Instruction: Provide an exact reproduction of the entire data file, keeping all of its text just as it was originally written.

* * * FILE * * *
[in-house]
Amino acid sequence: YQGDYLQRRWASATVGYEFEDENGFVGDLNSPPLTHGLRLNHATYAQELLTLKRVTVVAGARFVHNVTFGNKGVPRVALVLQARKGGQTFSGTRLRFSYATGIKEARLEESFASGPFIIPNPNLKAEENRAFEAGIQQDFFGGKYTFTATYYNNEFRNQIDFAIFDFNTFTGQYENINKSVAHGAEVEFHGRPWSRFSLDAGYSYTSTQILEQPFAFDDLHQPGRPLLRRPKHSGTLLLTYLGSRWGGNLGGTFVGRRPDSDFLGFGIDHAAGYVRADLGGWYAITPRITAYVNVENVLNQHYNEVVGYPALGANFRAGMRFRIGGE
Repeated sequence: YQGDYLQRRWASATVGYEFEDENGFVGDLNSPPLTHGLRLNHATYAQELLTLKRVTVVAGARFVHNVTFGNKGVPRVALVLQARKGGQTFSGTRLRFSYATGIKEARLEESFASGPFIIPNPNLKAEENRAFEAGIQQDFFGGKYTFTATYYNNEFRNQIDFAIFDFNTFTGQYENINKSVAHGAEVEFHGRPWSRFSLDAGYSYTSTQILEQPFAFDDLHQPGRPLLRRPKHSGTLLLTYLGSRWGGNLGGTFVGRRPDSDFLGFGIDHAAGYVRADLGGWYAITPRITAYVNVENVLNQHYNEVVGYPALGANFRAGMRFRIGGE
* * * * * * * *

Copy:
[in-house]
Amino acid sequence: YQGDYLQRRWASATVGYEFEDENGFVGDLNSPPLTHGLRLNHATYAQELLTLKRVTVVAGARFVHNVTFGNKGVPRVALVLQARKGGQTFSGTRLRFSYATGIKEARLEESFASGPFIIPNPNLKAEENRAFEAGIQQDFFGGKYTFTATYYNNEFRNQIDFAIFDFNTFTGQYENINKSVAHGAEVEFHGRPWSRFSLDAGYSYTSTQILEQPFAFDDLHQPGRPLLRRPKHSGTLLLTYLGSRWGGNLGGTFVGRRPDSDFLGFGIDHAAGYVRADLGGWYAITPRITAYVNVENVLNQHYNEVVGYPALGANFRAGMRFRIGGE
Repeated sequence: YQGDYLQRRWASATVGYEFEDENGFVGDLNSPPLTHGLRLNHATYAQELLTLKRVTVVAGARFVHNVTFGNKGVPRVALVLQARKGGQTFSGTRLRFSYATGIKEARLEESFASGPFIIPNPNLKAEENRAFEAGIQQDFFGGKYTFTATYYNNEFRNQIDFAIFDFNTFTGQYENINKSVAHGAEVEFHGRPWSRFSLDAGYSYTSTQILEQPFAFDDLHQPGRPLLRRPKHSGTLLLTYLGSRWGGNLGGTFVGRRPDSDFLGFGIDHAAGYVRADLGGWYAITPRITAYVNVENVLNQHYNEVVGYPALGANFRAGMRFRIGGE